VS Code does collect telemetry data which we use to help understand how to improve the product. For example, it helps debug issues such as slow start-up times and prioritize features. While we appreciate this insight, we also know that not everyone wants to send this data, so we continue to offer the ability to disable telemetry as outlined here.

In preparation for GDPR, we have made several updates to VS Code, these include:

  • Making it easier to opt out of telemetry collection by placing a notification in product for all existing and new users.
  • Reviewing and classifying the telemetry that we send (which is documented in our OSS codebase).
  • Ensuring that we have valid data retention policies in place for any data we do collect, for example crash dumps.

In short, we have worked hard to do the right thing, for all users, as these practices apply to all geographies, not just Europe.

One question we expect people to ask is to see the data we collect. However, we don't have a reliable way to do this as VS Code does not have is a 'sign-in' experience that would uniquely identify a user. We do send information which helps us approximate a single user for diagnostic purposes (this is based on a hash of the network adapter NIC) but this is not guaranteed to be unique. For example, VM's often rotate NIC ID's or allocate from a pool. This technique is sufficient to help us when working through problems, but it is not reliable enough for us to 'provide your data'.

In conclusion, we expect our approach to evolve as we learn more about GDPR and the expectations of our users. We greatly appreciate the data users do send to us, as it is very valuable, VS Code is a better product for everyone because it. And again, if you are worried about privacy, we offer the ability to disable sending telemetry as described here.

You can find more information about how the Visual Studio family approaches GDPR at Visual Studio Family Data Subject Requests for the GDPR.

How to disable telemetry reporting

VS Code collects usage data and sends it to Microsoft to help improve our products and services. Read our privacy statement to learn more.

If you don't wish to send usage data to Microsoft, you can set the telemetry.enableTelemetry setting to false.

From File > Preferences > Settings (macOS: Code > Preferences > Settings), search for telemetry.enableTelemetry and uncheck the setting. This will silence all telemetry events from the VS Code shell going forward until you enable the setting again.

If you use the JSON editor for your settings, add the following line:

    "telemetry.enableTelemetry": false

You can inspect telemetry events in the Output panel by setting the log level to Trace using Developer: Set Log Level from the Command Palette.

Important Notice: VS Code gives you the option to install Microsoft and third party extensions. These extensions may be collecting their own usage data and are not controlled by the telemetry.enableTelemetry setting. Consult the specific extension's documentation to learn about its telemetry reporting.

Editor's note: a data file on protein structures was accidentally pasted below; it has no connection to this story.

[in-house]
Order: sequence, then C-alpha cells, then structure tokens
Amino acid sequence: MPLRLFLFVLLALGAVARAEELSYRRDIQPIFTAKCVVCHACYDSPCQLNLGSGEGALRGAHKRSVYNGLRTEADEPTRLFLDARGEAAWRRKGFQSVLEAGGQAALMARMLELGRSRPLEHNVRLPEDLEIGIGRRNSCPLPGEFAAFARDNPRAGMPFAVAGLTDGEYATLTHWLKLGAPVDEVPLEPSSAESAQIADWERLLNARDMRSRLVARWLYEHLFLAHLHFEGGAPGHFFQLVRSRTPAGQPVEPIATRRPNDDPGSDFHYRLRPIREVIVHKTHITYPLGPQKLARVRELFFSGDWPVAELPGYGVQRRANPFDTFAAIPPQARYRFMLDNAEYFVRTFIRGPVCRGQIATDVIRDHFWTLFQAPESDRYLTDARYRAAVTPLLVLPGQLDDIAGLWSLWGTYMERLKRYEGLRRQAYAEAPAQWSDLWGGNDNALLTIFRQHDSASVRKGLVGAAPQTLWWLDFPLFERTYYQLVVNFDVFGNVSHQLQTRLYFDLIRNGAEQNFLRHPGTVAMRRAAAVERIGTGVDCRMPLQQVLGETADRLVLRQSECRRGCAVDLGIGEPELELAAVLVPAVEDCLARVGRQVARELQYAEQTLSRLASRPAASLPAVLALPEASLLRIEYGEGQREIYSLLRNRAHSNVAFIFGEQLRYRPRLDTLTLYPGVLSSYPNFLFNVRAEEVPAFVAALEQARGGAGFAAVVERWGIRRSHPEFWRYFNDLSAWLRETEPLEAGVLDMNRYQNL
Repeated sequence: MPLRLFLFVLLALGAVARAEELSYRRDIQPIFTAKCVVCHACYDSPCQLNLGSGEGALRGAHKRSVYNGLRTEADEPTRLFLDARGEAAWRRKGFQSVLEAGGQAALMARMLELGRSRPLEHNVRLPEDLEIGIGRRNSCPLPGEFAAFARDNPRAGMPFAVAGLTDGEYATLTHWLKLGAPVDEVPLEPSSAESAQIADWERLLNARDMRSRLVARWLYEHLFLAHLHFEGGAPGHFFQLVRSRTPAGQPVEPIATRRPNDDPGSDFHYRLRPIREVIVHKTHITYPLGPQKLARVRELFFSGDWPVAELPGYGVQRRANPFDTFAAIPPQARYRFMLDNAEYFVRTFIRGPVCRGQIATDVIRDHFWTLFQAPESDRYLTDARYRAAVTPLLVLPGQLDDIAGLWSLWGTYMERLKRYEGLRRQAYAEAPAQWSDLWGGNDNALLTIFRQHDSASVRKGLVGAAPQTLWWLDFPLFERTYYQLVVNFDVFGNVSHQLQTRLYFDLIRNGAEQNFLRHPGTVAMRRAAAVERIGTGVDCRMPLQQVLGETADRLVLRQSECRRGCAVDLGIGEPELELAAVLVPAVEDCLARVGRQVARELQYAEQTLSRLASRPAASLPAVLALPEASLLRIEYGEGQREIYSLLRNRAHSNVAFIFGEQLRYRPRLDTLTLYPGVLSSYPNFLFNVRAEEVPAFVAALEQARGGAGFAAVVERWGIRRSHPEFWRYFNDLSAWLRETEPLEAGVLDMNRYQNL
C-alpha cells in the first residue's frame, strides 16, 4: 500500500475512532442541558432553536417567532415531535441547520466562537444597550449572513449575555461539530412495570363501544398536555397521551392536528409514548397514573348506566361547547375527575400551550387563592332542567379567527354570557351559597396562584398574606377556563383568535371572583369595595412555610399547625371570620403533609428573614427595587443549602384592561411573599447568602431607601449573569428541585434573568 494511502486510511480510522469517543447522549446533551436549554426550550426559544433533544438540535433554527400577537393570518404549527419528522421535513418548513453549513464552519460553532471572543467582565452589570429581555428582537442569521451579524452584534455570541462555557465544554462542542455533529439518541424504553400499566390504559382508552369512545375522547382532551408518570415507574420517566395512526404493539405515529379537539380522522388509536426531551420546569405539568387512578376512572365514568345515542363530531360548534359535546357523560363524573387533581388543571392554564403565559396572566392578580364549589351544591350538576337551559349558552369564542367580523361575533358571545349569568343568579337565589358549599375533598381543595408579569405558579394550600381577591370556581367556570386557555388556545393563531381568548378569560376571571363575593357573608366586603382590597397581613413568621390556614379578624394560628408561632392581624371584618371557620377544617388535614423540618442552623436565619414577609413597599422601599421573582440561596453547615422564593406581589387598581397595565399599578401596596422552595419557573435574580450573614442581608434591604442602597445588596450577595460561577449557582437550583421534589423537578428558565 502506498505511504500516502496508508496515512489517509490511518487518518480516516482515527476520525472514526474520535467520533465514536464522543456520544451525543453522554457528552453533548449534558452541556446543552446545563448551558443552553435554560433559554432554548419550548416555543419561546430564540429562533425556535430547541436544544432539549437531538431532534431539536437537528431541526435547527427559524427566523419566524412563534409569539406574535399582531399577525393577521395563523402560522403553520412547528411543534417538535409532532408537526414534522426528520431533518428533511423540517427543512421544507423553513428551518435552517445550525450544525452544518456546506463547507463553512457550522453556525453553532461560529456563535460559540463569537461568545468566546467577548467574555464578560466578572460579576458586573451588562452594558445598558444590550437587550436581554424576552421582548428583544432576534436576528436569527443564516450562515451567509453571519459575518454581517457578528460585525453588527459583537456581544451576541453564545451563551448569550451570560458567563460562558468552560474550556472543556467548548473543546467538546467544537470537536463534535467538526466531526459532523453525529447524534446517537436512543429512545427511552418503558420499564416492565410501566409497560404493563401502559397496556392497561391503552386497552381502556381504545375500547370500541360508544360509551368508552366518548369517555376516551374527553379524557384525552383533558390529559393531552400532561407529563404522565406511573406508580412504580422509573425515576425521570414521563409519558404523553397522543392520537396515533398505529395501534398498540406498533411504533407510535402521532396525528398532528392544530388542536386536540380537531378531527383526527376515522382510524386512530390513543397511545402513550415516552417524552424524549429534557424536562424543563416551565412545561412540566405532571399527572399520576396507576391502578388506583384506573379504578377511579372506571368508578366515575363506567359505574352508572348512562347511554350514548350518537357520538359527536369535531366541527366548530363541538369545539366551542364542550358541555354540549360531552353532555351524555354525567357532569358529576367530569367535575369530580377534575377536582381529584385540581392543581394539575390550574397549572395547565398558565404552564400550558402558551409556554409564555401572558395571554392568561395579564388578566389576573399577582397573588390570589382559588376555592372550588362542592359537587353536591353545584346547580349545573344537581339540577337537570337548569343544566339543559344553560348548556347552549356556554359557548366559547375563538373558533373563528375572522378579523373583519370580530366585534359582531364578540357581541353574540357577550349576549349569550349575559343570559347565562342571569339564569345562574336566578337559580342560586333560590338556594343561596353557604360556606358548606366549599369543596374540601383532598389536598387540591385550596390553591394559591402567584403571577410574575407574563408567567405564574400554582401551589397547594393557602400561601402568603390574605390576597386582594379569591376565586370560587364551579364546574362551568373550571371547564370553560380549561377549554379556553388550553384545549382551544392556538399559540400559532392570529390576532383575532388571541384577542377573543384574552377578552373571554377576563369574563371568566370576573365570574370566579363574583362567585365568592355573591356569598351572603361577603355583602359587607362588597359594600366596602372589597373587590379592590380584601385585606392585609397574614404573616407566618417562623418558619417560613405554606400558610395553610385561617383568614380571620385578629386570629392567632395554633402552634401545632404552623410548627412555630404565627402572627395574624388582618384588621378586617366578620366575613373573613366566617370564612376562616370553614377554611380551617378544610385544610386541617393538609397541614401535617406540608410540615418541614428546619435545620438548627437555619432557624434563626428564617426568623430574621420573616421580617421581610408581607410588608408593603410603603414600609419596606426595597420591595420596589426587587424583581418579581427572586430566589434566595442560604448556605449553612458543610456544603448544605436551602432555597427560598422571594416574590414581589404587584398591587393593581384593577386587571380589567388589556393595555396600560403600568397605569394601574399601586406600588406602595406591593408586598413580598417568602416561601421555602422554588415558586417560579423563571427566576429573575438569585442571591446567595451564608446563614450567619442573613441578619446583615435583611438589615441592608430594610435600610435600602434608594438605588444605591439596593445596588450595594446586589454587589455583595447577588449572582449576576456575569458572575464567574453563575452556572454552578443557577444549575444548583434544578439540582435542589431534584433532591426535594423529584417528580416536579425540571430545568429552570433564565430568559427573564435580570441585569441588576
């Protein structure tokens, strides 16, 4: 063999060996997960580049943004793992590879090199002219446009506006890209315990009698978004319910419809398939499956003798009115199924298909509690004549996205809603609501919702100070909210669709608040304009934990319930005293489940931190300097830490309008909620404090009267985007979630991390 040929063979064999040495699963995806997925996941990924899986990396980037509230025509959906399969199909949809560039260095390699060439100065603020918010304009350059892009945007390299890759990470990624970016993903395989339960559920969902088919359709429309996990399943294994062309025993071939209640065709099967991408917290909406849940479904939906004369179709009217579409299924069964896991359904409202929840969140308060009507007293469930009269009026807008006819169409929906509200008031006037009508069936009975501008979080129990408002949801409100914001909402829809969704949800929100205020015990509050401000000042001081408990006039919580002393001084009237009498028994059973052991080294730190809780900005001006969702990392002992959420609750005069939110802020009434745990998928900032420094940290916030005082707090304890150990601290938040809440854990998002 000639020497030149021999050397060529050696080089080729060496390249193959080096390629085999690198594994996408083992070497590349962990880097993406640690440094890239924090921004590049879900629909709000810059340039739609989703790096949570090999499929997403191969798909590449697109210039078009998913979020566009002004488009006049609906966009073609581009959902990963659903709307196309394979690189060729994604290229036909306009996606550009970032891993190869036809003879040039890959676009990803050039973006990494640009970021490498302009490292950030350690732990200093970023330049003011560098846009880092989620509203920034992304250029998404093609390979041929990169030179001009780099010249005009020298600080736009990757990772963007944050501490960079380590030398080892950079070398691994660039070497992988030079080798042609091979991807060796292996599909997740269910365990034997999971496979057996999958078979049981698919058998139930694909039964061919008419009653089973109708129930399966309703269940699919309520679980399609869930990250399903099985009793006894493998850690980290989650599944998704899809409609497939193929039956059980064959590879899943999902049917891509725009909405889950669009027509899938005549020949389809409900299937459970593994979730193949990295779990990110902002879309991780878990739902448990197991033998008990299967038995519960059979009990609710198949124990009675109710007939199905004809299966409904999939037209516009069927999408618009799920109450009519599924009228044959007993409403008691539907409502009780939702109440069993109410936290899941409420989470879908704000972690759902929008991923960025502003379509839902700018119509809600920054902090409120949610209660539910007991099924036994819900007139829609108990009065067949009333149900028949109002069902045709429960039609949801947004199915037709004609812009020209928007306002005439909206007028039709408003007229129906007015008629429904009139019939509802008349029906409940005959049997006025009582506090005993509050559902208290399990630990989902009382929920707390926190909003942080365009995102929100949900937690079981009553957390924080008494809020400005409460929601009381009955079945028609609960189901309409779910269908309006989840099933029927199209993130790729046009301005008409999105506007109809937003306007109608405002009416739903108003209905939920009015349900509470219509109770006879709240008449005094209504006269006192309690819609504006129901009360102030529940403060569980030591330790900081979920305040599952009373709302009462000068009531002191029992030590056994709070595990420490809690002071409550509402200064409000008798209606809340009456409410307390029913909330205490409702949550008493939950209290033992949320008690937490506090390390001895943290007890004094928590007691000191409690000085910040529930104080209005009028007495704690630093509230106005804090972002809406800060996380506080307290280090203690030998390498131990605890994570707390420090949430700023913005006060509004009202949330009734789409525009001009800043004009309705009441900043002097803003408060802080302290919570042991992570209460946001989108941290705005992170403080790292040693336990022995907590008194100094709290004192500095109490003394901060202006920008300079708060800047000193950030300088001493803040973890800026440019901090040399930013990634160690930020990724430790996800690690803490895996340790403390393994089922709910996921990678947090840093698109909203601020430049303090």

How to disable crash reporting

VS Code collects data about any crashes that occur and sends it to Microsoft to help improve our products and services. Read our privacy statement to learn more.

If you don't wish to send crash data to Microsoft, you can set the telemetry.enableCrashReporter setting to false.

From File > Preferences > Settings (macOS: Code > Preferences > Settings), search for telemetry.enableCrashReporter and uncheck the setting.

If you use the JSON editor for your settings, add the following line:

    "telemetry.enableCrashReporter": false

Important Notice: This option requires a restart of VS Code to take effect.

Managing online services

Beyond crash reporting and telemetry, VS Code uses online services for various other purposes such as downloading product updates, finding, installing and updating extensions, or providing Natural Language Search within Settings. You can choose to turn on/off features that use these services.

From File > Preferences > Settings (macOS: Code > Preferences > Settings), and search for @tag:usesOnlineServices. This will display all settings that control the usage of online services and you can individually switch them on or off.

Do you send all my information to a recommendation service?

VS Code provides extension recommendations based on your file types, your workspace, and your environment. File type recommendations are either precomputed or dynamic. Workspace and environment recommendations are always precomputed.

If you want to know why an extension is being recommended, open the extension's detail page. You can find the recommendation reason in the page header.

Dynamic recommendations

When you open a file type for which VS Code does not have any precomputed recommendation, it asks the extension Marketplace for extensions that declare that they support this file type. If the query returns extensions you don't have installed, VS Code tells you about it.

Precomputed recommendations

VS Code collects telemetry about which extensions are being activated for what file types and what workspaces/folders. We identify folders by computing a hash of each of the folder's Git remotes.

We use this information to precompute anonymous recommendations. Precomputed recommendations are instructions that spell out under which conditions an extension should be recommended. For example, when we see an interesting co-relation between two extensions A and B, one instruction might be: Recommend extension B if the user has installed extension A but not B.

Some precomputed recommendations are shipped as part of the product while additional precomputed recommendations are fetched at runtime from an online Microsoft service. VS Code independently evaluates and executes precomputed recommendations without sending any user information to any online service.

Technical Support

You can ask questions and search for answers on Stack Overflow and enter issues and feature requests directly in our GitHub repository.

If you'd like to contact a professional support engineer, you can open a ticket with the Microsoft assisted support team.